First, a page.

Maybe a “Friends of the City Market” could be organized between both vendors and customers to lobby for a long-term solution? Just don’t let the city get away with another study that will raise hopes and then be ignored.

  • would the new ampth be considered as a possible home for the city market? or would the terraced space not be convertible to that use? just a thought – it would be nice to keep the market downtown (esp for downtown biz owners,) and i can’t think of that many other open spaces . . . ideas, anyone?

  • Harry,

    Thanks for sharing the thoughts. I can see clearly that we are both avid fans of the city market, but you have a longer experience than mine. The next chance I get to talk with someone from the Daily Progress I’ll suggest that they do a feature on this topic, but I think it would help if others who read cvillenews would make a similar suggestion. The lack of media attention on this issue may well be the first matter to address, but I agree about going beyond facile studies and going direct to practical solutions.

  • I went to a number of those meetings as well. The vendors are all strong in a need to be able to drive their vehicle to the selling sight and not have to schlepp crates of veggies or pottery somewhere. I agree City Market is vital, vital, vital but it remains a peripheral thing to the City.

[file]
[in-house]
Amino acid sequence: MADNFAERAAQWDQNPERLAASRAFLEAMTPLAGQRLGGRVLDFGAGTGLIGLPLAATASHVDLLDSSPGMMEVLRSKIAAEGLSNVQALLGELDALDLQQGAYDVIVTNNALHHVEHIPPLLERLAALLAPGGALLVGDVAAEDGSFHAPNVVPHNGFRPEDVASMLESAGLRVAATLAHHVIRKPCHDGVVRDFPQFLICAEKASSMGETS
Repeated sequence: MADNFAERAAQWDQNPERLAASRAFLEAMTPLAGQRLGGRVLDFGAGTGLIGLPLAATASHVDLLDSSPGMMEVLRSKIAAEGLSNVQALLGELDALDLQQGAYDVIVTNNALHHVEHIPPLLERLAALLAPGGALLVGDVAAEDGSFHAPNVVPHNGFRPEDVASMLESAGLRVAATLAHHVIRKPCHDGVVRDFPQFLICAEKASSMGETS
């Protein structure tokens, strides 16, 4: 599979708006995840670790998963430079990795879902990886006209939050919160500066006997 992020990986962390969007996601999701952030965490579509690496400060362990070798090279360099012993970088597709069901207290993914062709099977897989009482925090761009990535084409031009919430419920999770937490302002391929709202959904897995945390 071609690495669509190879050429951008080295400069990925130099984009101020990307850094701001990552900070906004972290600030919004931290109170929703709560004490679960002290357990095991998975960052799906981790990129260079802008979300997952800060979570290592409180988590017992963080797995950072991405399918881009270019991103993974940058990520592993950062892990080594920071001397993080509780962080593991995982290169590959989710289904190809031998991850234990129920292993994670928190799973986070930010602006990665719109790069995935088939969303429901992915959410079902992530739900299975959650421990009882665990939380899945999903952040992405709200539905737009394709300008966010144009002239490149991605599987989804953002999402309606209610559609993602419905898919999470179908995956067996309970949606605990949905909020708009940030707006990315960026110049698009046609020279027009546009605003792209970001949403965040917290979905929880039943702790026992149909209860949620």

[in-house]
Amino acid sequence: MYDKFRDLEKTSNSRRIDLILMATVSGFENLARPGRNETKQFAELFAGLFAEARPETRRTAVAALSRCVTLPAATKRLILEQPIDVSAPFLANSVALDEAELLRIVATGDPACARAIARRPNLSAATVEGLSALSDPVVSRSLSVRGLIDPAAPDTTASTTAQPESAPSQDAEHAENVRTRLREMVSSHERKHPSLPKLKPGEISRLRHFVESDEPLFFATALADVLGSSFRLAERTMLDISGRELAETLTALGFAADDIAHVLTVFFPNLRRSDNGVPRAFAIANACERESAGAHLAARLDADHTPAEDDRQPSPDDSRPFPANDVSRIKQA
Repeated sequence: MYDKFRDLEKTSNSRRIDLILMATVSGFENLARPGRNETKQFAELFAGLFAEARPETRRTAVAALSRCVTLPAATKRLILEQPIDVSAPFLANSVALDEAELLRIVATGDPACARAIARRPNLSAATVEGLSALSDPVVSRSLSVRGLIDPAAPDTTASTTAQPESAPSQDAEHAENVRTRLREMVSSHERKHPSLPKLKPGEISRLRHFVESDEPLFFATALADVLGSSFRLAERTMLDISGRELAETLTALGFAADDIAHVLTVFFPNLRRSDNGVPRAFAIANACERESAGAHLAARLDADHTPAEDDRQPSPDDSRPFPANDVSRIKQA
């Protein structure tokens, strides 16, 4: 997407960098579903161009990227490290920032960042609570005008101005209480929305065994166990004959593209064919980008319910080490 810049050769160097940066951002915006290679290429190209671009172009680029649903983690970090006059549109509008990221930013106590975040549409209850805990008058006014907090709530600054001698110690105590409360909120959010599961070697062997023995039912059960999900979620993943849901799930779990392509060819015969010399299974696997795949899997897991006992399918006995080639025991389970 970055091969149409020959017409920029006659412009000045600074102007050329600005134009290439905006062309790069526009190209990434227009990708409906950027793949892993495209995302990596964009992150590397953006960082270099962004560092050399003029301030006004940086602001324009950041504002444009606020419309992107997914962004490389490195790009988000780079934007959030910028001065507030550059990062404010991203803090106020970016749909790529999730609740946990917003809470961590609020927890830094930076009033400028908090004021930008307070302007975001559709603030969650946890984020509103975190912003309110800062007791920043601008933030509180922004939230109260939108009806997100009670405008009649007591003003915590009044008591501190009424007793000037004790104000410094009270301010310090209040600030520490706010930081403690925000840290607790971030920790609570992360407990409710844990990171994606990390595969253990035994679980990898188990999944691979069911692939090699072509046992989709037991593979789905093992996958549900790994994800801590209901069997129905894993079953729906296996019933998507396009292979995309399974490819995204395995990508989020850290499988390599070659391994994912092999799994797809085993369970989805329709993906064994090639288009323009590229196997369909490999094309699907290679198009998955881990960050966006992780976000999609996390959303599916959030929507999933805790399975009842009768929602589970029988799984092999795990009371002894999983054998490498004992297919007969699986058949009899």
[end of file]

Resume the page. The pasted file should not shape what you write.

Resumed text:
I’m wondering about ownership of the parking lot that’s for sale. When looking for an alternate venue for the transportation center this lot was mildly looked at, but I was told at the time by a city council member that, though the city owned part of it, it was mostly owned by CPC. I’m massively irked here that a corporation that was formed to benefit downtown businesses by providing much-needed parking is now — at the instigation of Richard Spurzem (who obviously hasn’t made enough money out of his real esate holdings to satisfy) is looking to cash in rather than fulfill its stated mission.